When University of Wisconsin-Whitewater Professor of Music Jeff Herriott met S. Craig Zahler nearly 30 years ago, they were partners on their junior high debate team in Miami, Florida. Neither dreamed they would one day collaborate on a movie that would star Kurt Russell, already a leading actor at the time.
"Bone Tomahawk," an American horror western written and directed by Zahler and featuring a score co-composed by Herriott and Zahler, premiered Oct. 1 at the Fantastic Fest film festival in Austin, Texas. It is set for a limited release by AMC on Oct. 23. The film is the culmination of a long-held wish to work on a film together.
After high school, Zahler went to film school and Herriott studied music, but the friends remained close, working together on various musical projects over the years. Of the many scripts Zahler has written, this one held the most promise for collaboration.
"We both knew we wanted to work together on the music for the film," said Herriott. "We just didn't know when it would happen or even if — as a first-time director — he would be allowed to choose the music."
The movie was shot in California in October 2014. By January, with a rough cut of the movie in hand, the two were writing the music, with Zahler actively involved with thematic ideas and Herriott translating the ideas into notes. The resulting 20-minute soundtrack was recorded at Audio for the Arts in Madison in February and March.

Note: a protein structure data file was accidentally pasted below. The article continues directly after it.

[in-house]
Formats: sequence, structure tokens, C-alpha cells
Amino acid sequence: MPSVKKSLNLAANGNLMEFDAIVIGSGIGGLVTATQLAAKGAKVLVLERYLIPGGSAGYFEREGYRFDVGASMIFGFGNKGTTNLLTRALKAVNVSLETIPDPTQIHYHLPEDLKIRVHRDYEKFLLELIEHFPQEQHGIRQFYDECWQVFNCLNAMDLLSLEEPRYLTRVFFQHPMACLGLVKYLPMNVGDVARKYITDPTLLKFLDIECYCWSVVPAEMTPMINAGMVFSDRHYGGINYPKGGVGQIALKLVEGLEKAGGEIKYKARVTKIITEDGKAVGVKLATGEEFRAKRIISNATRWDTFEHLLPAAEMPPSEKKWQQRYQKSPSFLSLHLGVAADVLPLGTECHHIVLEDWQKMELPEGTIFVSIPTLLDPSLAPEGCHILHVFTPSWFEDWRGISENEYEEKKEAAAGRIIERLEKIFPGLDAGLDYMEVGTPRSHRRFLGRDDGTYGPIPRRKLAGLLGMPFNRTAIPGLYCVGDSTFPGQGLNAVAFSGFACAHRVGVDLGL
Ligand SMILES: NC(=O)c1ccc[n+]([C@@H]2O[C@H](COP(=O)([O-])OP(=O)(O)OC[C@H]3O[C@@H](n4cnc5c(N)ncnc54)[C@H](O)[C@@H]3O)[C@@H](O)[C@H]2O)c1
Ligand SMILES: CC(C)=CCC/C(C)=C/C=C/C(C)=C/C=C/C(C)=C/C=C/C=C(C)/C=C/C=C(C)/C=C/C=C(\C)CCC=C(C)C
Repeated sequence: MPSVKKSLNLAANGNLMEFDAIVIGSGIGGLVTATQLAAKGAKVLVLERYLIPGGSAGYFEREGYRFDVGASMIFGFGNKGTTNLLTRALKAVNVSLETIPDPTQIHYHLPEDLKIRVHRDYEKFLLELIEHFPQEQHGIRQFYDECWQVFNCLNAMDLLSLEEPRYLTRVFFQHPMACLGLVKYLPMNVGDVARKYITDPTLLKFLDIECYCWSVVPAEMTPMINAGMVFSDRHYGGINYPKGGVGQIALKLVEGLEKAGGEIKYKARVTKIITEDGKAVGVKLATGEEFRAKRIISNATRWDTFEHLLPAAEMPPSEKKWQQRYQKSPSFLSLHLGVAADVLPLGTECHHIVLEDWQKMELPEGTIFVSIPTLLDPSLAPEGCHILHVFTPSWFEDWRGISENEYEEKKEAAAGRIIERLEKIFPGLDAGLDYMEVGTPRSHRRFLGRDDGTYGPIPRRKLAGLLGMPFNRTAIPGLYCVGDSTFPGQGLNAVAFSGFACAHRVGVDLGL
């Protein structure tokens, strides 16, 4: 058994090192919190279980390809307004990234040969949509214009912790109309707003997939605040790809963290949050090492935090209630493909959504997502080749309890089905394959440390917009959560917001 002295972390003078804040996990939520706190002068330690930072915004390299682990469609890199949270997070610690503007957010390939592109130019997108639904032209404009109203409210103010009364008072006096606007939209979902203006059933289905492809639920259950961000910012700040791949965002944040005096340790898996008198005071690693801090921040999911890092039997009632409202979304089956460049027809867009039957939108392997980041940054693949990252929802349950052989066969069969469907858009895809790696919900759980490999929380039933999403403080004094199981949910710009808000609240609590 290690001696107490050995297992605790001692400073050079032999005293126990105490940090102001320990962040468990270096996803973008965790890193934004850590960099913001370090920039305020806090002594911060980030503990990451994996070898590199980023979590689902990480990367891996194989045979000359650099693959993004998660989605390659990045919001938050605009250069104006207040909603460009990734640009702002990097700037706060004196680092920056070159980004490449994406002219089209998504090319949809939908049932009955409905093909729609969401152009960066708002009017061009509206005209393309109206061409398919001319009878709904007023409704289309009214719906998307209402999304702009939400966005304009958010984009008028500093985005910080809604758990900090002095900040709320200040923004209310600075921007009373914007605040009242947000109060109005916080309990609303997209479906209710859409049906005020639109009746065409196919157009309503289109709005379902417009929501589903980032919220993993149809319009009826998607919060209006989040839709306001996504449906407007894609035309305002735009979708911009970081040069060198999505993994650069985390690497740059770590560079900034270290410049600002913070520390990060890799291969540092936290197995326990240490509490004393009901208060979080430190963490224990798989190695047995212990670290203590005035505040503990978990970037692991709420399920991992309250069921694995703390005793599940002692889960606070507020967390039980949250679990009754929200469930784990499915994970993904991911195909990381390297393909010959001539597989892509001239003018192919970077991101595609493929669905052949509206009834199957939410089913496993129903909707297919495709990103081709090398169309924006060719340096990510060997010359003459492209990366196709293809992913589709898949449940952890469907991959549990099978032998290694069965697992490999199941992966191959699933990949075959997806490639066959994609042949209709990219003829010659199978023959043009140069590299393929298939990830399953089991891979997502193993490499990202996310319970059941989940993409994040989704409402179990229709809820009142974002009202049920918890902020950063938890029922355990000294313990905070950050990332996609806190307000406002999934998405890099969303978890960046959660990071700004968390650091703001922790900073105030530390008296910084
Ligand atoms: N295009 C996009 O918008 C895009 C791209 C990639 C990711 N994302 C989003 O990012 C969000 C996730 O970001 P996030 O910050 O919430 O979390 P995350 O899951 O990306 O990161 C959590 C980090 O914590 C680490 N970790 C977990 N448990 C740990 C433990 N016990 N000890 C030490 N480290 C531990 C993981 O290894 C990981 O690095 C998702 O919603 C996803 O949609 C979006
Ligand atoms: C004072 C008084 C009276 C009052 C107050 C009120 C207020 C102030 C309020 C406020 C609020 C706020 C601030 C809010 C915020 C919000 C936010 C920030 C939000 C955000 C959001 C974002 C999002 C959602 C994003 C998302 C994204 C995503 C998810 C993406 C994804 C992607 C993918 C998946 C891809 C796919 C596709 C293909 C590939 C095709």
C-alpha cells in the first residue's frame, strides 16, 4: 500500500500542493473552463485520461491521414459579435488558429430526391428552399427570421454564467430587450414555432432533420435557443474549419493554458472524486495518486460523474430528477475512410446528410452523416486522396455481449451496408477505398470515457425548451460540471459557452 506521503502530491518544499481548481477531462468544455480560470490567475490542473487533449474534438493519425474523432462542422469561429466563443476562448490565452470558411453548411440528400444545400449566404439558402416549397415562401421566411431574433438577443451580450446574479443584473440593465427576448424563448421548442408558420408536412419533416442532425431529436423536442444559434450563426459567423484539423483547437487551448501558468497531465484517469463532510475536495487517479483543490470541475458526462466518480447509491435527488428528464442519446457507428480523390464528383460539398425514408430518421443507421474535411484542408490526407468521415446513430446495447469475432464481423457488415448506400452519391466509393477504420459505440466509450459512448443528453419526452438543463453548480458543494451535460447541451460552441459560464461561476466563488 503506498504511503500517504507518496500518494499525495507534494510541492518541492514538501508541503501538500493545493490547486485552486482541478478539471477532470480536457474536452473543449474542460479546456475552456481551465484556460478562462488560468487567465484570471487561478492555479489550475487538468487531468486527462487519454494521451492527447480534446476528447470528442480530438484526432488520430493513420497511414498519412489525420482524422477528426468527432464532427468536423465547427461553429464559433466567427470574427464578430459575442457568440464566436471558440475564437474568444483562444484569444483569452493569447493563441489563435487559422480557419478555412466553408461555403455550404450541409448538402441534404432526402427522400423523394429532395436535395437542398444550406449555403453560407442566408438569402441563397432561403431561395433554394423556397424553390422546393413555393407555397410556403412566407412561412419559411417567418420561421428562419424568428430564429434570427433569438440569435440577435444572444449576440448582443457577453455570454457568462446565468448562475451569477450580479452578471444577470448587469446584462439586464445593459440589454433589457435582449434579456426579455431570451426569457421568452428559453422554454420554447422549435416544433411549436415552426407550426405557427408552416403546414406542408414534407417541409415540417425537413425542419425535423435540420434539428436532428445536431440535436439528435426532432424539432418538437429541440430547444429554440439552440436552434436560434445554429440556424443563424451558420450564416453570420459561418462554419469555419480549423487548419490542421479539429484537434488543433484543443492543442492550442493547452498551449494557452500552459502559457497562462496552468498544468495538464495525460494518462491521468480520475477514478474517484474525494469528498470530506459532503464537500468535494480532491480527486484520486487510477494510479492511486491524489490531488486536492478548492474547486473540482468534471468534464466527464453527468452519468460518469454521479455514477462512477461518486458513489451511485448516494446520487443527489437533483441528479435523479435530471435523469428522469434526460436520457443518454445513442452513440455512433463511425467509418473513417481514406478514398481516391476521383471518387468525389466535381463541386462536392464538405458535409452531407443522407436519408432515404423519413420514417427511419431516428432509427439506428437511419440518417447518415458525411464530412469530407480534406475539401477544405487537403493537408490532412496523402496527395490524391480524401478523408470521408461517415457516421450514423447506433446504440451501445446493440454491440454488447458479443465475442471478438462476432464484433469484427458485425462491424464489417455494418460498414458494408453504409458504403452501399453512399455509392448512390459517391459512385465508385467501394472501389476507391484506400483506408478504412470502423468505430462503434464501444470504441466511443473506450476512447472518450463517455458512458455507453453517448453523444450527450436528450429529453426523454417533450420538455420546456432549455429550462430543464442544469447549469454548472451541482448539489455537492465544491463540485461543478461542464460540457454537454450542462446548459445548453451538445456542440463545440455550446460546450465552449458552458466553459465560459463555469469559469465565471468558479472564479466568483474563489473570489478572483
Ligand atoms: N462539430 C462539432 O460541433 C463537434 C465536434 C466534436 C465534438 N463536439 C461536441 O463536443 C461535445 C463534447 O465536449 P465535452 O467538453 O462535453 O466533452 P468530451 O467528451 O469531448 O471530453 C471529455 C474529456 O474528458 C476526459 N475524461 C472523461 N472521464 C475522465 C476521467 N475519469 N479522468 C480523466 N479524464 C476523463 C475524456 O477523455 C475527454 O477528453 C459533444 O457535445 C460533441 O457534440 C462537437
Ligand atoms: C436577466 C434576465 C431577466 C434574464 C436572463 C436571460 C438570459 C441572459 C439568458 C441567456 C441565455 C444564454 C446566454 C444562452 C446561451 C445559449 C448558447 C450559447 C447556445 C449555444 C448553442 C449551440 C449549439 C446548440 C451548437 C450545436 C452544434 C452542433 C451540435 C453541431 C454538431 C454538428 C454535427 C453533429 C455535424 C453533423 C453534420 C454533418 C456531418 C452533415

"If it had been a typical feature-length soundtrack for a two-hour movie, I wouldn't have been able to do it," said Herriott, who recruited UW-Whitewater faculty and students to record the music. "But Craig didn't want a lot of music in the movie — he wants the audience to feel the impact of the film without the emotional underpinning that music often provides."
Colleagues in the Department of Music performed on the soundtrack, including Frank Hanson, trumpet, Leanne League, violin, Brian Leeper, voice, Brad Townsend, upright bass, and Benjamin Whitcomb, cello. Herriott himself played percussion, piano and acoustic guitar.
In addition, senior Grant Blaschka played upright bass and junior Haley-Marie Asher, senior Kelly Jarvis, and sophomore Elizabeth Marvitz contributed vocals. The students, all music majors, had a behind-the-scenes glimpse at recording a movie soundtrack. So did the composer.
"I teach a film music class," said Herriott. "It was really interesting to see it all from the other side. As academics we do a lot of analysis and criticism, so it was neat to see what producers and directors are actually saying they want their music to do."